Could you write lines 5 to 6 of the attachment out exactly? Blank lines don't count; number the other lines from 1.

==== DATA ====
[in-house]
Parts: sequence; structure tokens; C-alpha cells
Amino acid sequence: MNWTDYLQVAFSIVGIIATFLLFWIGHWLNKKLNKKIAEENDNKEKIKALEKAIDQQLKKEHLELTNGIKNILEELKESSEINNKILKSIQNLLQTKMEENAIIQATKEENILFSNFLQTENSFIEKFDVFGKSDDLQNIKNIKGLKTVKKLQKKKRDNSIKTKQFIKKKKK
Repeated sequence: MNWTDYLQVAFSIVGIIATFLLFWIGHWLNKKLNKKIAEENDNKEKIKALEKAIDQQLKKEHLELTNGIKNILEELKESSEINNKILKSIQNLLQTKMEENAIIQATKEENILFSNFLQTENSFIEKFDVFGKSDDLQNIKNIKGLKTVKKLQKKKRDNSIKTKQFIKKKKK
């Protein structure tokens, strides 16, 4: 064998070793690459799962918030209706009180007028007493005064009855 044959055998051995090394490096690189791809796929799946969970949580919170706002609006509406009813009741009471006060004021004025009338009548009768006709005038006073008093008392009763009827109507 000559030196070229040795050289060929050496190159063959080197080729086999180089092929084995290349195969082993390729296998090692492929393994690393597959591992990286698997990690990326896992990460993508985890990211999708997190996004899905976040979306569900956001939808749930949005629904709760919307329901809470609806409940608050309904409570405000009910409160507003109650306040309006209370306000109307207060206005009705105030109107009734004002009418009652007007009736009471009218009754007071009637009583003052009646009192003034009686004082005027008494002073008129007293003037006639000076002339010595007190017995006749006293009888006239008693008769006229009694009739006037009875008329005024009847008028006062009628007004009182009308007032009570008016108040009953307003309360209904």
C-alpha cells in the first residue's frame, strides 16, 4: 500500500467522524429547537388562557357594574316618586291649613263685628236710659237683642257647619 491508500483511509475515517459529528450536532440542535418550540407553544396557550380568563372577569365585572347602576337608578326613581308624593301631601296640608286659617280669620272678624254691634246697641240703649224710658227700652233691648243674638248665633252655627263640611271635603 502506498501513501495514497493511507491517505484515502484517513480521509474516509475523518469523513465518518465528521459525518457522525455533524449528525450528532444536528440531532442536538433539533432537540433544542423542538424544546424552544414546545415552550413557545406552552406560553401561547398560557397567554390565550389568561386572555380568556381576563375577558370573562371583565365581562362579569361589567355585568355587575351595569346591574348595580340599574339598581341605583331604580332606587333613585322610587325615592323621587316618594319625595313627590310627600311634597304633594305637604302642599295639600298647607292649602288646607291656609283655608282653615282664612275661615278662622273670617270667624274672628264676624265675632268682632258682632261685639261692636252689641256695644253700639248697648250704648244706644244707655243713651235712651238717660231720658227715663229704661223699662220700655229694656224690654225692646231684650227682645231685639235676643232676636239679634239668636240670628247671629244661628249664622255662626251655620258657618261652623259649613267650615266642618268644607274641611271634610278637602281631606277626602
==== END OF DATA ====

């Protein structure tokens, strides 16, 4: 064998070793690459799962918030209706009180007028007493005064009855 044959055998051995090394490096690189791809796929799946969970949580919170706002609006509406009813009741009471006060004021004025009338009548009768006709005038006073008093008392009763009827109507 000559030196070229040795050289060929050496190159063959080197080729086999180089092929084995290349195969082993390729296998090692492929393994690393597959591992990286698997990690990326896992990460993508985890990211999708997190996004899905976040979306569900956001939808749930949005629904709760919307329901809470609806409940608050309904409570405000009910409160507003109650306040309006209370306000109307207060206005009705105030109107009734004002009418009652007007009736009471009218009754007071009637009583003052009646009192003034009686004082005027008494002073008129007293003037006639000076002339010595007190017995006749006293009888006239008693008769006229009694009739006037009875008329005024009847008028006062009628007004009182009308007032009570008016108040009953307003309360209904």
C-alpha cells in the first residue's frame, strides 16, 4: 500500500467522524429547537388562557357594574316618586291649613263685628236710659237683642257647619 491508500483511509475515517459529528450536532440542535418550540407553544396557550380568563372577569365585572347602576337608578326613581308624593301631601296640608286659617280669620272678624254691634246697641240703649224710658227700652233691648243674638248665633252655627263640611271635603 502506498501513501495514497493511507491517505484515502484517513480521509474516509475523518469523513465518518465528521459525518457522525455533524449528525450528532444536528440531532442536538433539533432537540433544542423542538424544546424552544414546545415552550413557545406552552406560553401561547398560557397567554390565550389568561386572555380568556381576563375577558370573562371583565365581562362579569361589567355585568355587575351595569346591574348595580340599574339598581341605583331604580332606587333613585322610587325615592323621587316618594319625595313627590310627600311634597304633594305637604302642599295639600298647607292649602288646607291656609283655608282653615282664612275661615278662622273670617270667624274672628264676624265675632268682632258682632261685639261692636252689641256695644253700639248697648250704648244706644244707655243713651235712651238717660231720658227715663229704661223699662220700655229694656224690654225692646231684650227682645231685639235676643232676636239679634239668636240670628247671629244661628249664622255662626251655620258657618261652623259649613267650615266642618268644607274641611271634610278637602281631606277626602